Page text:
Texting and English Literacy

505 Words3 Pages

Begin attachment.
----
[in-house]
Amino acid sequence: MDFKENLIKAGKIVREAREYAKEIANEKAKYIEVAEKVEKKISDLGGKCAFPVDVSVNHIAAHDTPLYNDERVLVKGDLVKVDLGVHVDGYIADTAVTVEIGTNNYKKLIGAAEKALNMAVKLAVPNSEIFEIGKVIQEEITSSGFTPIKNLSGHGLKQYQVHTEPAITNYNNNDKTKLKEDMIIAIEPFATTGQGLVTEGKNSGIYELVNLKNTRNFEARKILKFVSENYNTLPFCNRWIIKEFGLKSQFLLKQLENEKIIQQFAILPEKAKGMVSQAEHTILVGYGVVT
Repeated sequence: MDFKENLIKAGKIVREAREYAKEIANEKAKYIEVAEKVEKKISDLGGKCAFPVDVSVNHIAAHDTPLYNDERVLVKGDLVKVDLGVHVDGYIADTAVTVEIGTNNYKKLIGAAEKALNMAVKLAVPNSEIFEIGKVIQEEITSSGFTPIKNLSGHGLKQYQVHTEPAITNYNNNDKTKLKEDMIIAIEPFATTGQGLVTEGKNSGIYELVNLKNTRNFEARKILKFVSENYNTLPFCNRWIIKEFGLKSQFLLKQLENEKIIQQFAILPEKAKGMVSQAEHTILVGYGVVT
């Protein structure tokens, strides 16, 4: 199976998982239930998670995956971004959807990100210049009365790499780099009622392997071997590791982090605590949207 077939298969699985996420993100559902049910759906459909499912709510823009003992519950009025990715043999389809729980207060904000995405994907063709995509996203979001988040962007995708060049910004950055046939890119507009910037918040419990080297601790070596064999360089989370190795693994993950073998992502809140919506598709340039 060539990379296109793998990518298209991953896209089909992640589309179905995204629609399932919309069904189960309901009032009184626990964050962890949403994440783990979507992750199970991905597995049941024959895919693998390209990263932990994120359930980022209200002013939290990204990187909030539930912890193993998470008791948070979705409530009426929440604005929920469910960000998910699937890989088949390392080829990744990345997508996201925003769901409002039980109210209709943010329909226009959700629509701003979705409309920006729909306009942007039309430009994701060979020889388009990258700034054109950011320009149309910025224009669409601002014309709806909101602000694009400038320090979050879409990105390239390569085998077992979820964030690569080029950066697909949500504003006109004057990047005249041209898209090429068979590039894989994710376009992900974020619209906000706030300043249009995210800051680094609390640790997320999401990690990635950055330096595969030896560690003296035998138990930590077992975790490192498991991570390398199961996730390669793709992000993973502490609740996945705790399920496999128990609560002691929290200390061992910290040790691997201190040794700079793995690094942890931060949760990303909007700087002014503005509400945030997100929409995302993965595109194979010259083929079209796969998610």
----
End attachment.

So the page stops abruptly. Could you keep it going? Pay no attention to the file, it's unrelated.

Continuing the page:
Texting on mobile has widely spread among the youth recently. However, the different impacts of texting on English literacy have attracted many debates. In the article “Mobile phone and literacy”, published in The Daily Planet on August 8, 2012, Samuel Tsung argues that texting has positive effects on English literacy, whereas, in the article “Text message and the decline of the English language”, published in The Fulchester Time on August 25, 2012 Louise Dite asserts that texting is totally negative to writing and reading English. The following essay is to critically respond for the two article’s main arguments. Tsung suggests that there are many benefits of texting. His first argument is that texting is good for English skills. People practices writing and reading through texting. By messaging regularly, people have more opportunities to practice. Moreover, the author claims that although children usually use abbreviations, they seldom use it in their exams. The reason is children do not want to get low marks because of these abbreviations. Dite claims that texting is harm to English literacy. He believes that texting makes children use abbreviation in homework and exams as a habit. As a result, children could fail their exam or could not find a job in the future. In addition, the author also argues that it is difficult to control children through texting. Children usually use the messages as codes to hide some things. As a result, parents hardly to understand and control their children. Both authors mention the using of abbreviations in messages. However, Tsung’s claim is more convincing than that of Dite. It is clear that abbreviations are wildly used in many purposes, not only in texting. For example, abbreviations are usually used in taking notes. It is unreasonable to think that children would bring abbreviation from their note to their exams. Tsung is
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